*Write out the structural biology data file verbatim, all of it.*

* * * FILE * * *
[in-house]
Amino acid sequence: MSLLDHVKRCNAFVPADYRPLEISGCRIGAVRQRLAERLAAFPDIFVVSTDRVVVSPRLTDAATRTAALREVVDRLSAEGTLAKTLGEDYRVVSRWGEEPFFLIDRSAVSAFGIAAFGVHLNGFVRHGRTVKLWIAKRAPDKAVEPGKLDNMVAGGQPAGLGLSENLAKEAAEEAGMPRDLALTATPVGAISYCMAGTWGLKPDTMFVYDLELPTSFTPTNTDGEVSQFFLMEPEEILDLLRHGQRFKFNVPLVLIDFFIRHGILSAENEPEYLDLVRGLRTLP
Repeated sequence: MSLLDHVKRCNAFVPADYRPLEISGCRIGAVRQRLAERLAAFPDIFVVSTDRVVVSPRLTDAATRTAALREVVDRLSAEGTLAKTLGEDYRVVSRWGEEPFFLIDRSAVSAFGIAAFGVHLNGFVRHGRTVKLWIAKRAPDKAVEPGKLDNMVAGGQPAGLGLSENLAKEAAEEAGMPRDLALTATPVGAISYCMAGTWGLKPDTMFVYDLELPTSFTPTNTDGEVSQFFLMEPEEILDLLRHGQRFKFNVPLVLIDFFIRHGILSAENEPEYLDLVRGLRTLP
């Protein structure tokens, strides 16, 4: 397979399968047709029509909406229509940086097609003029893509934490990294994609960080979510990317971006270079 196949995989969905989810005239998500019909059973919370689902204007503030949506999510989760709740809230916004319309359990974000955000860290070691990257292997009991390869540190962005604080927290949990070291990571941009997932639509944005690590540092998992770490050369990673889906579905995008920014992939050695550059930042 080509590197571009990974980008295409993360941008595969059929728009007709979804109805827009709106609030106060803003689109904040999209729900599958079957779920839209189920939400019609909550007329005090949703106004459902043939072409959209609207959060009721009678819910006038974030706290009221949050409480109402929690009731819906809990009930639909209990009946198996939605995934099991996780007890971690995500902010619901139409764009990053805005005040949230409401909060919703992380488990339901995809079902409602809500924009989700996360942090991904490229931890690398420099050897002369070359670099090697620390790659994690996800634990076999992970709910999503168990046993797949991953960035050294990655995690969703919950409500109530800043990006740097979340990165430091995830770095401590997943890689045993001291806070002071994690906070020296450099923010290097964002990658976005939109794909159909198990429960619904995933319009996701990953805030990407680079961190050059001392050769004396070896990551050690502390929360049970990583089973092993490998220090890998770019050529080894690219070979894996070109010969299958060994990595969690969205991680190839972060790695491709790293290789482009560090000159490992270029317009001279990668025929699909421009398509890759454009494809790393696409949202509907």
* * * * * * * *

[in-house]
Amino acid sequence: MSLLDHVKRCNAFVPADYRPLEISGCRIGAVRQRLAERLAAFPDIFVVSTDRVVVSPRLTDAATRTAALREVVDRLSAEGTLAKTLGEDYRVVSRWGEEPFFLIDRSAVSAFGIAAFGVHLNGFVRHGRTVKLWIAKRAPDKAVEPGKLDNMVAGGQPAGLGLSENLAKEAAEEAGMPRDLALTATPVGAISYCMAGTWGLKPDTMFVYDLELPTSFTPTNTDGEVSQFFLMEPEEILDLLRHGQRFKFNVPLVLIDFFIRHGILSAENEPEYLDLVRGLRTLP
Repeated sequence: MSLLDHVKRCNAFVPADYRPLEISGCRIGAVRQRLAERLAAFPDIFVVSTDRVVVSPRLTDAATRTAALREVVDRLSAEGTLAKTLGEDYRVVSRWGEEPFFLIDRSAVSAFGIAAFGVHLNGFVRHGRTVKLWIAKRAPDKAVEPGKLDNMVAGGQPAGLGLSENLAKEAAEEAGMPRDLALTATPVGAISYCMAGTWGLKPDTMFVYDLELPTSFTPTNTDGEVSQFFLMEPEEILDLLRHGQRFKFNVPLVLIDFFIRHGILSAENEPEYLDLVRGLRTLP
């Protein structure tokens, strides 16, 4: 397979399968047709029509909406229509940086097609003029893509934490990294994609960080979510990317971006270079 196949995989969905989810005239998500019909059973919370689902204007503030949506999510989760709740809230916004319309359990974000955000860290070691990257292997009991390869540190962005604080927290949990070291990571941009997932639509944005690590540092998992770490050369990673889906579905995008920014992939050695550059930042 080509590197571009990974980008295409993360941008595969059929728009007709979804109805827009709106609030106060803003689109904040999209729900599958079957779920839209189920939400019609909550007329005090949703106004459902043939072409959209609207959060009721009678819910006038974030706290009221949050409480109402929690009731819906809990009930639909209990009946198996939605995934099991996780007890971690995500902010619901139409764009990053805005005040949230409401909060919703992380488990339901995809079902409602809500924009989700996360942090991904490229931890690398420099050897002369070359670099090697620390790659994690996800634990076999992970709910999503168990046993797949991953960035050294990655995690969703919950409500109530800043990006740097979340990165430091995830770095401590997943890689045993001291806070002071994690906070020296450099923010290097964002990658976005939109794909159909198990429960619904995933319009996701990953805030990407680079961190050059001392050769004396070896990551050690502390929360049970990583089973092993490998220090890998770019050529080894690219070979894996070109010969299958060994990595969690969205991680190839972060790695491709790293290789482009560090000159490992270029317009001279990668025929699909421009398509890759454009494809790393696409949202509907």